The most disruptive rail strike in decades will go ahead on Southern Rail next week. It will shut down the whole network - and cause major disruption on other days, too.
The Transport Secretary Chris Grayling did appeal to the rail unions - Aslef and the RMT - to cancel the walkout but his appeal was ignored.
The dispute centres on a decision to change the role of the guards. The company have now imposed a driver only operation - where drivers close train doors but the unions say it's safer for a guard to close the doors - and it's harder for drivers to monitor who's getting on and off.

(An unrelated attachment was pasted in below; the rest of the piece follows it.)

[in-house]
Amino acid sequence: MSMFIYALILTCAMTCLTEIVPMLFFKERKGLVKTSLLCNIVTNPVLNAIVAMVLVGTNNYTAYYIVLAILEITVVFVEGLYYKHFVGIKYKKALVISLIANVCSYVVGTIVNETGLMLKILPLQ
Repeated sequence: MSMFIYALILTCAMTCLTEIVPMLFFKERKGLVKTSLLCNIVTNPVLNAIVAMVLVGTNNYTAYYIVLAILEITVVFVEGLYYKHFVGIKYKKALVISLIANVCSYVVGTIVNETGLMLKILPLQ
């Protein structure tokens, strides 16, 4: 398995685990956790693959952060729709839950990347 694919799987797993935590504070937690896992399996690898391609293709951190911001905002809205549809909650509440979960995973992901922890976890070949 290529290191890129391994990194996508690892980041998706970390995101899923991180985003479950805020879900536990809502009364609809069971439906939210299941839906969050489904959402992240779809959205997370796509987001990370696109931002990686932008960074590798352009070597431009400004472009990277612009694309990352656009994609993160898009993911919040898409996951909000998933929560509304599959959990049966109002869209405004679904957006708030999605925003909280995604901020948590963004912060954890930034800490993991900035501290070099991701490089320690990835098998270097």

Long term, they fear jobs - and safety - could be at risk.
So far all talks have failed but for first time both sides have agreed to be interviewed together. Paul Cox, South East Organiser for the RMT and Angie Doll, Southern Rail's Director of Passenger ServicesTransport spoke to our Correspondent Mike Pearse.
Friday's strike by Southern Rail staff, along with possible heavy snow, could cause long delays for passengers
We speak to one passenger who now works from home - and the owner of a bus company who's seen an increase in business.
A school in Sussex is sending coaches to pick up children from Ashford and Hastings on Southern strike days